[17] On plaintiff's motion to certify the proposed class action, the District Court found that all the requirements of Fed. R. Civ. P. 23(a) were met: (1) the members of the proposed class are so numerous that joinder would be impracticable, (2) questions of law or fact are common to the proposed class, (3) the proposed named representatives' claims would be typical of the claims of class members generally, and (4) the named representatives, and their counsel, would fairly and adequately protect the interests of the class. Nevertheless, Judge Taylor denied certification on grounds that certifying a class action was "neither necessary to protect the interests of the desired class, nor is it a superior method for providing the relief asked for in this type of lawsuit." The Judge held that any declaratory or injunctive relief ordered in a non-class-action suit would "likely inure to the benefit of other similarly situated individuals," so there was no need for the action to go forward as a class action. (Quoting Inmates, Washington City Jail v. England, 516 F. Supp. 132 (E.D. Tenn. 1980)). Despite Judge Taylor's denial of class certification, this suit has been treated as a class action almost from its inception.*fn1

[18] Judge Contie, speaking for our en banc Court, criticized the denial of class certification:

[19] The "superior method" criterion has been held relevant, however, only to class actions sought to be certified under F.R.C.P. 23(b)(3). Moreover, this court has specifically held that notice to class members is not required in all F.R.C.P. 23(b)(2) class actions, although notice may be given in a particular case under F.R.C.P. 23(d)(2) if any of the interests listed therein merit protection. Thus, there exists a substantial likelihood that the class certification issue was decided on a ground inconsistent with a decision of this court. Whether the district court and the magistrate actually failed to follow precedent is a question that we leave to the panel assigned to hear this case.

[20] 759 F.2d at 531 (emphasis added, citations omitted). Since all the named plaintiffs in this action have been released from jail, under normal procedure we must either dismiss the action as moot or certify it as a class action. We agree with the en banc Court's criticism of the procedure followed below and we reverse the District Court's refusal to certify this suit as a class action under Fed.R.Civ.P. 23(b)(2). See also Johnson v. City of Opelousas, 658 F.2d 1065, 1069-70 (5th Cir. 1981).

[21] Moving to the substantive points of this appeal, plaintiffs argue that conditions in the Warren County Jail concerning prisoners' visitation and prisoners' access to courts or legal representation violate the first amendment rights of the prisoners and of their visitors. This jail is located in a rural Tennessee county, and we note that measures that are achievable in larger institutions may not be reasonable in the smallest of local jails.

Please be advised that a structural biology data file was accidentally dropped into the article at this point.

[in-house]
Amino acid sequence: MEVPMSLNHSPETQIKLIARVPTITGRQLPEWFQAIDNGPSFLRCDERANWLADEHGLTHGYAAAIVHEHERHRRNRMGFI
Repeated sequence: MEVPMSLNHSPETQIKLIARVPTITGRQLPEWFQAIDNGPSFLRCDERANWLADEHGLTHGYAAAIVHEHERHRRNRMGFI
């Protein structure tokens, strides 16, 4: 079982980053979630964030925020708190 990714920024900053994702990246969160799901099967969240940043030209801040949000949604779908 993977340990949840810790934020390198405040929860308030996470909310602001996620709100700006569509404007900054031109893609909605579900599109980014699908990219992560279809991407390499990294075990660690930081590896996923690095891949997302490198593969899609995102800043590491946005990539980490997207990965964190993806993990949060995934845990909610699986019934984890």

[22] The first amendment, as construed, sets up a balancing test in these situations and requires an examination of reasonable alternatives available. See Bounds v. Smith, 430 U.S. 817, 830, 52 L. Ed. 2d 72, 97 S. Ct. 1491 (1977) (held, in prisoner's right of access to courts suit, that the first amendment is satisfied if the goal of meaningful access is achieved by any of the alternative means available); accord, Richmond Newspapers, Inc. v. Virginia, 448 U.S. 555, 581, 65 L. Ed. 2d 973, 100 S. Ct. 2814 (1980) (Justice Burger, in a plurality opinion, exhorts trial judge to consider reasonable alternatives to barring press from criminal trial). The record is completely lacking in evidence concerning alternative methods of access to courts and visitation. The record lacks complete information detailing present jail conditions in relation to prisoners' access to courts, to legal representation, and to legal resource material and conditions concerning prisoners' visitation rights and facilities. Therefore, we remand this matter to the District Court for the court to assess present jail conditions relative to plaintiffs' claims in comparison with reasonable alternatives.

[23] JONES, Circuit Judge, concurring.

[24] I agree with the majority that it was error to deny class certification in this case and with its implicit order that such certification now be made. I also agree that the case must be remanded for further consideration of the substantive issues. I write separately because I believe that this panel should go further than it has in addressing the "substantial and important question[s] of law" that the en banc panel of the court has determined this case presents. See Penland v. Warren County Jail, 759 F.2d 524, 531 (6th Cir. 1985).

[25] In Penland the plaintiffs were granted leave to appeal on three issues. Id. at 532. In addition to the class certification question, the issues were: "whether convicted felons serving their sentences in local jails have the same right of access to either law books or legally trained personnel as do convicted felons serving their sentences in state prison facilities," id. at 531, and "whether the visitation conditions involved here rise to the level of a constitutional violation," id. at 532. I do not believe the majority's opinion provides the plaintiffs with an answer to these questions, nor does it provide the district court with much guidance on how it is to proceed with these issues on remand.